Interestingly, we also revealed expression of isoforms of HCN channels, namely HCN1 and HCN4. The expression of these channels coincides with the lymph heart exhibiting spontaneous contractions [12]. These two isoforms are also prominently expressed in the sino-atrial node suggesting that the mechanism underlying spontaneity of contraction in the lymph heart is similar to the blood heart. However, future studies examining blockade of HCN channels directly with siRNA may shed further light in the role of HCN channels and spontaneous activity of the lymph heart.

Electrical activity of lymph heart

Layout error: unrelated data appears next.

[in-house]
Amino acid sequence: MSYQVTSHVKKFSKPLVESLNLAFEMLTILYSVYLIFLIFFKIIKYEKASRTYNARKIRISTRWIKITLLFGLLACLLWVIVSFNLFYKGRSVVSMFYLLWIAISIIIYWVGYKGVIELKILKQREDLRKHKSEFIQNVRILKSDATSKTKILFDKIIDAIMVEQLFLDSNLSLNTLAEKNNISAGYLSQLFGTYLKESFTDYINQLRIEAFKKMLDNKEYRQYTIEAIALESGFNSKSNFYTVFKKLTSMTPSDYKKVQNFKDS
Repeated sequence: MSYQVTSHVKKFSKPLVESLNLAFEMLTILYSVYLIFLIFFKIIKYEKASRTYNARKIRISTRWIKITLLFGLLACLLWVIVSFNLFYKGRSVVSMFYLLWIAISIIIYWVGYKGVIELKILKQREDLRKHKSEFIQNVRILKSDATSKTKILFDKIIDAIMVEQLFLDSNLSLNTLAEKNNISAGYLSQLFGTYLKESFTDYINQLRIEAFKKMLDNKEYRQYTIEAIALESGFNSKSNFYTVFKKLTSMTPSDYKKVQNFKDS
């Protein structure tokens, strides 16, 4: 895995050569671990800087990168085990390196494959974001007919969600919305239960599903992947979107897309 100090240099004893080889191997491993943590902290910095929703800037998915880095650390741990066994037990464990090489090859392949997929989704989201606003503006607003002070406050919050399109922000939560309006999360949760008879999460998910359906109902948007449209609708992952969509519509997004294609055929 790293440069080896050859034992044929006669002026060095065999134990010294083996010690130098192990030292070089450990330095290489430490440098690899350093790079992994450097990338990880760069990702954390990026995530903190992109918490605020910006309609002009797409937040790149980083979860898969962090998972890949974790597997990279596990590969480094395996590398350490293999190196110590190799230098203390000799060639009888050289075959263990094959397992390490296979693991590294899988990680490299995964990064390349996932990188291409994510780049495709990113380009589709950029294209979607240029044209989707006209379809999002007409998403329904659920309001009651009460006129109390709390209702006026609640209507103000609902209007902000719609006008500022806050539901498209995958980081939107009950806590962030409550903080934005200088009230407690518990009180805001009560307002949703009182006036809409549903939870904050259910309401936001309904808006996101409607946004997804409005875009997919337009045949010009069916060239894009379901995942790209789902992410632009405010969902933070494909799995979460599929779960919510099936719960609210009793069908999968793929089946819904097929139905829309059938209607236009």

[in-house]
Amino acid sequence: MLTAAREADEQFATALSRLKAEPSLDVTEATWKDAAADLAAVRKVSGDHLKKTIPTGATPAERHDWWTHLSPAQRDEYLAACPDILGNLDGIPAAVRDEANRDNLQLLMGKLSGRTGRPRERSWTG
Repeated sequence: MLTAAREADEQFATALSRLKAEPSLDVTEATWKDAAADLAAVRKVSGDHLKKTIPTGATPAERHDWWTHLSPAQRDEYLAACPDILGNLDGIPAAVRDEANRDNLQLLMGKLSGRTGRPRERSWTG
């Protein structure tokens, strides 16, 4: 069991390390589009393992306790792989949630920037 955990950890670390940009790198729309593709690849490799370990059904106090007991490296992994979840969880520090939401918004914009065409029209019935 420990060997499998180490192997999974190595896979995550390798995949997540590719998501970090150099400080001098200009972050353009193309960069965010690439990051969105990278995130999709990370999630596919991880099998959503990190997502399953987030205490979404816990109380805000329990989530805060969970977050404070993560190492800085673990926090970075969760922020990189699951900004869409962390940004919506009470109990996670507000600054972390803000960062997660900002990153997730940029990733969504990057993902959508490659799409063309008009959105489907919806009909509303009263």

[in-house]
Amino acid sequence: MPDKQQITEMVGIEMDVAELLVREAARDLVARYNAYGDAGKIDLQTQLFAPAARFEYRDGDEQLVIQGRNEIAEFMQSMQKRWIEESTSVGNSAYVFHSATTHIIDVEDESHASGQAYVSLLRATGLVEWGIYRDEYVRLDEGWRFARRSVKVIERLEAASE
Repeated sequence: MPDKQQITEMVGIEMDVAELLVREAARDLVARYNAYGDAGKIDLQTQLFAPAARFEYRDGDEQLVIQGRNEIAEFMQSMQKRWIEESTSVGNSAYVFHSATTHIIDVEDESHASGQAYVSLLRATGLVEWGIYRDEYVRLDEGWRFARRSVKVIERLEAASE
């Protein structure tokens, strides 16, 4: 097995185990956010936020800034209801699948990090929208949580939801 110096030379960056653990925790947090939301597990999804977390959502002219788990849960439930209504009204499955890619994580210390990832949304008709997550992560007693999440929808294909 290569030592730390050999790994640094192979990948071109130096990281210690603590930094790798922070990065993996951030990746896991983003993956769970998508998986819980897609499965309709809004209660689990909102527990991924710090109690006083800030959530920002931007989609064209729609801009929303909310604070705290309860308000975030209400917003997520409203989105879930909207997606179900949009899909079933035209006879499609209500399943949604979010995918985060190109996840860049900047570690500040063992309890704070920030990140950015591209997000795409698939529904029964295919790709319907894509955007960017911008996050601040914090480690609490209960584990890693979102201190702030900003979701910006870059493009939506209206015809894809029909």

In our pharmacological investigations, the lymph heart was driven electrically in order to reduce variability in responsiveness commonly observed when recording bioelectrical activity in spontaneously beating organs. We examined electrically evoked local field potentials as a reliable indicator of the spontaneous activity in the lymph heart [1416] to test the hypothesis that specific receptor types and ion channels regulate excitability of lymph heart. Carbachol, a parasympathomimetic drug that acts as an agonist at both muscarinic (mAChR) and nicotinic (nAChR) acetylcholine receptors, significantly reduced peak-to-peak evoked LFP amplitude; an effect that could be fully reversed by the mAchR antagonist, atropine consistent with previous reports [16]. Previous studies have showed that neuromuscular junctions at chick lymph heart muscle fibres exhibit acetylcholinesterase activity [10, 11] which diminishes as afferent innervation to the lymph heart degrades during late development [10]. Here, the role of lymph heart nAChR appear analogous to skeletal muscle as their stimulation causes muscular contraction. On the other hand, the mAChR acts as inhibitory cholinergic nerves similar to the vagal endings in the blood heart [28].